In contrast, Compton, California, used to have a police department, but in 2000, the city council voted to dismantle the troubled police department and become a contract city. Compton has been at times notorious for gang violence, especially during its recent history.[citation needed]

Other agencies[edit]

Transit Services Bureau (#60)[edit]

Community Colleges Services Bureau (#87)[edit]

Court Services Division[edit]

  • Prisoner Transport Services with 31 of the 58 counties in California
  • Los Angeles County Marshal/Municipal Courts (Merged into LASD Court Services January 1. 1994)

Contract Custody Services[edit]

Reserve program[edit]

The Los Angeles County Sheriff's Department supplements its full-time ranks with over 800 reserve deputies.

Like full-time deputies, reserve deputies are professionally trained and duly sworn law enforcement personnel. In most cases, reserves are assigned to the same duties as full-time deputies. Since reserve deputies have the same powers of arrest as full-time deputies they are required by law to meet the same hiring, background, medical and psychological standards as full-time deputies. Reserve deputies must first complete the state mandated training and then work assignments as their regular jobs permit.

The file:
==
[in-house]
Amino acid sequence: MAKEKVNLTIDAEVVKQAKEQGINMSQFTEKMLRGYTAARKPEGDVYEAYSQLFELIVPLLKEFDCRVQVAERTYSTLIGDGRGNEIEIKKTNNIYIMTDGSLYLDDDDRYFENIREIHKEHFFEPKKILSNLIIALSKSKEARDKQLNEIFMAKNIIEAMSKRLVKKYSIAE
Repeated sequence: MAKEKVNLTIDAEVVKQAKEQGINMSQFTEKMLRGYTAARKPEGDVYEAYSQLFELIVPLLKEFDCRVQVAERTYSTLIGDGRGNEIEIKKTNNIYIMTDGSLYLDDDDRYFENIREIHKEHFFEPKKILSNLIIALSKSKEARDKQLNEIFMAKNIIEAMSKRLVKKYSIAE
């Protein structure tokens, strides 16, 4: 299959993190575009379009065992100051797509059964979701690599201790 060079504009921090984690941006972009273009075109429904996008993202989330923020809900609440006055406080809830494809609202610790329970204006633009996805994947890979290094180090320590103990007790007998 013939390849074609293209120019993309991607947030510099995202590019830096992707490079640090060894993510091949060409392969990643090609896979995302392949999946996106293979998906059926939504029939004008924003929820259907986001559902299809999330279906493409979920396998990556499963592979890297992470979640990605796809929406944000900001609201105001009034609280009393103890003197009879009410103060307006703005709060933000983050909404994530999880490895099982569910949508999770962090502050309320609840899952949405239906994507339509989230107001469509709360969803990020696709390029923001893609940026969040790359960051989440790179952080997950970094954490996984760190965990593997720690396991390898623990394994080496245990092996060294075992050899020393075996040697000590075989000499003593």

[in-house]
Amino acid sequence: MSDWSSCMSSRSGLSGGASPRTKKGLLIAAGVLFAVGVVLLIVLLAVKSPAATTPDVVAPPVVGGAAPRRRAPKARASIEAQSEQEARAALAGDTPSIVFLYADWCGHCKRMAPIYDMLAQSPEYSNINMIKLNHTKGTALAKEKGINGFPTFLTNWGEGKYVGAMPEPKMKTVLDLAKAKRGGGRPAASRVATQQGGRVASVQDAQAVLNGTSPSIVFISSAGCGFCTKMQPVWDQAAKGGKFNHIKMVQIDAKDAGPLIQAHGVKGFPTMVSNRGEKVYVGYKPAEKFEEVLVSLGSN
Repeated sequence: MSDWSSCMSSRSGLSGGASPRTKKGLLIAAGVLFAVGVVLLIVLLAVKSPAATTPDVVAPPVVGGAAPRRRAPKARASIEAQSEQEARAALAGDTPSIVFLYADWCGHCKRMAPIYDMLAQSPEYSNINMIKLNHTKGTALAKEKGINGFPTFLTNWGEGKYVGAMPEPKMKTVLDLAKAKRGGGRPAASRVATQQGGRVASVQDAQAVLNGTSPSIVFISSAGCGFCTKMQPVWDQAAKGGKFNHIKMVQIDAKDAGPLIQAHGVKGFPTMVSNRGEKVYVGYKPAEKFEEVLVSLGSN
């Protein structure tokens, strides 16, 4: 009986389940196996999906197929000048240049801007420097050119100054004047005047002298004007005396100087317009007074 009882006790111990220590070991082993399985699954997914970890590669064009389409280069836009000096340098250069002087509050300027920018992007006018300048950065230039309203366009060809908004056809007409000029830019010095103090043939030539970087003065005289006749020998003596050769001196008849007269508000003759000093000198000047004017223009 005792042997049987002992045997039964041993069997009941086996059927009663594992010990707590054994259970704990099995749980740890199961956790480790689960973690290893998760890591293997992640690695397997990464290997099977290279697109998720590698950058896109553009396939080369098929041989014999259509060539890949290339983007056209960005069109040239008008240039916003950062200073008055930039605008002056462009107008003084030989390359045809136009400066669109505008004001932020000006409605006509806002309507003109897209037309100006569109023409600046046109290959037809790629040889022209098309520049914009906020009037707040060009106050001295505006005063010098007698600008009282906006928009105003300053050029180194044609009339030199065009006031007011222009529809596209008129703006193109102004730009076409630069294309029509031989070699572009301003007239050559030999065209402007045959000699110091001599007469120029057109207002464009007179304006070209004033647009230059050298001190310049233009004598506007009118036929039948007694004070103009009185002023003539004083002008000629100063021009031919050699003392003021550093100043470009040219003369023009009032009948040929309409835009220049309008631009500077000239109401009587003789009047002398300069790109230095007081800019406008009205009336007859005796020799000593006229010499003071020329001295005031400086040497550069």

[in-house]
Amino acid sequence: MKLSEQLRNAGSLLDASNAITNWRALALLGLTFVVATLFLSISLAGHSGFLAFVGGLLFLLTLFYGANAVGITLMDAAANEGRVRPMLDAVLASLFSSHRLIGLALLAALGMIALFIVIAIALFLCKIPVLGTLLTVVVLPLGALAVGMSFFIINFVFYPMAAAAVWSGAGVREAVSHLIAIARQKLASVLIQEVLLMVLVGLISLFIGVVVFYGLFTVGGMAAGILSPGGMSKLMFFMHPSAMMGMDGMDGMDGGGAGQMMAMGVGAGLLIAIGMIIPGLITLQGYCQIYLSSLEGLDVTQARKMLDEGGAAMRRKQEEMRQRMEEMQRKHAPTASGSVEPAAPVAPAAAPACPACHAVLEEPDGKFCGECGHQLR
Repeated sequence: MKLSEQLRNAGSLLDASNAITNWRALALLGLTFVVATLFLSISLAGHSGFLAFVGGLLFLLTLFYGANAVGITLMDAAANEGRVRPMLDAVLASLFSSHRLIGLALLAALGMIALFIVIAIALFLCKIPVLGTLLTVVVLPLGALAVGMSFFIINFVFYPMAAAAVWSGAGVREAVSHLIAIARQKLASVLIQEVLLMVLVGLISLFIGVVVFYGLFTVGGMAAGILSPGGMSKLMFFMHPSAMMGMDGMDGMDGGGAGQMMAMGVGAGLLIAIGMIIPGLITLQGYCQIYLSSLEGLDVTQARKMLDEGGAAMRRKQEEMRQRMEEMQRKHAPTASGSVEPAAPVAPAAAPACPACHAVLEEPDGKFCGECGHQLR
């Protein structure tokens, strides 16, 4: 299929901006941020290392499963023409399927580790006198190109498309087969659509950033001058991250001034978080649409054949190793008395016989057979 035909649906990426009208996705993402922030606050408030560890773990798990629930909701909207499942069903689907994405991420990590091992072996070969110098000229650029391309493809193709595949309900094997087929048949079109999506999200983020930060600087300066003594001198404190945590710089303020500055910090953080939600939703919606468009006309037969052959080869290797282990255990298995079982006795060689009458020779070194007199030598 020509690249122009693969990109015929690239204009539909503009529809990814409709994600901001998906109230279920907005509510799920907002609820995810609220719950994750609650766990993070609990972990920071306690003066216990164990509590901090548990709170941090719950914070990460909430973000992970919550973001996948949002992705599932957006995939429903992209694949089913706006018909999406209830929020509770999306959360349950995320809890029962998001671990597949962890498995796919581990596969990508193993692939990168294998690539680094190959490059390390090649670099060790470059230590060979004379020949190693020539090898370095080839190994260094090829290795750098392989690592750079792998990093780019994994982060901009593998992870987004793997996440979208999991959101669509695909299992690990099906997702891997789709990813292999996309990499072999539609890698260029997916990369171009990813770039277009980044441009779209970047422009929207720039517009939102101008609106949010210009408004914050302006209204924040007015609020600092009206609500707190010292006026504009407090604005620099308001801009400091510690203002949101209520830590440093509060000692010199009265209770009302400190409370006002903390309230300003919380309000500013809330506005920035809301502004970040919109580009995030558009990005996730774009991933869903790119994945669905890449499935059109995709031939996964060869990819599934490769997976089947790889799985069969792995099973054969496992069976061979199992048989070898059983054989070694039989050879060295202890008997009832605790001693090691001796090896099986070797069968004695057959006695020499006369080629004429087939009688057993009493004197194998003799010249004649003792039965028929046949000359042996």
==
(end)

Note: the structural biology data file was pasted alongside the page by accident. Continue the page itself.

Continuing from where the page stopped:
Reserve sheriff's deputies are issued a badge, an identification card, uniforms, a Smith & Wesson M&P[21] duty weapon, handcuffs, baton, and other necessary equipment. Reserve deputy sheriffs are either Level I Designated, Level I Non Designated or Level II. Level I Designated reserves have the same training and 24 hour peace officer authority as regular full-time deputies and may carry their firearm concealed off duty without the need for a concealed weapons permit (CCW). Level I Non Designated and Level II reserve deputies have full peace officer powers when on duty, and, if issued a CCW permit, may choose to carry a concealed weapon when off duty.